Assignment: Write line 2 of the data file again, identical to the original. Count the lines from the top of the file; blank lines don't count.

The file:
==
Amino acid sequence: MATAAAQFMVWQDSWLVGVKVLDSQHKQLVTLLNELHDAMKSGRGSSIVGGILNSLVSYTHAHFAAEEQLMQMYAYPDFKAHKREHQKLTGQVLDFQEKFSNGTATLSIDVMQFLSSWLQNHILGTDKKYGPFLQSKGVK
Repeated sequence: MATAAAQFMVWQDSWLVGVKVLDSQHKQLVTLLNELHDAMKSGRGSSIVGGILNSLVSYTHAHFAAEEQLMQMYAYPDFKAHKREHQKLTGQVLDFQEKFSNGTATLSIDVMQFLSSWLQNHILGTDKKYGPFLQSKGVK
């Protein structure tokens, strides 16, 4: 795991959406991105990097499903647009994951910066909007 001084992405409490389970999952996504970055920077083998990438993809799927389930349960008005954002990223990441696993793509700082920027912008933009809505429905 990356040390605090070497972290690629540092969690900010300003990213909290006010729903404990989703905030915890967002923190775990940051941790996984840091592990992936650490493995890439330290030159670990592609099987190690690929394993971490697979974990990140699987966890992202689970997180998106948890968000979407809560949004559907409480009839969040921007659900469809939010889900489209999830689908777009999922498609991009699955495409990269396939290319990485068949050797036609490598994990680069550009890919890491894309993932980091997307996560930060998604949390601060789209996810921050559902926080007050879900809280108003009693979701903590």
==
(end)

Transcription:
Repeated sequence: MATAAAQFMVWQDSWLVGVKVLDSQHKQLVTLLNELHDAMKSGRGSSIVGGILNSLVSYTHAHFAAEEQLMQMYAYPDFKAHKREHQKLTGQVLDFQEKFSNGTATLSIDVMQFLSSWLQNHILGTDKKYGPFLQSKGVK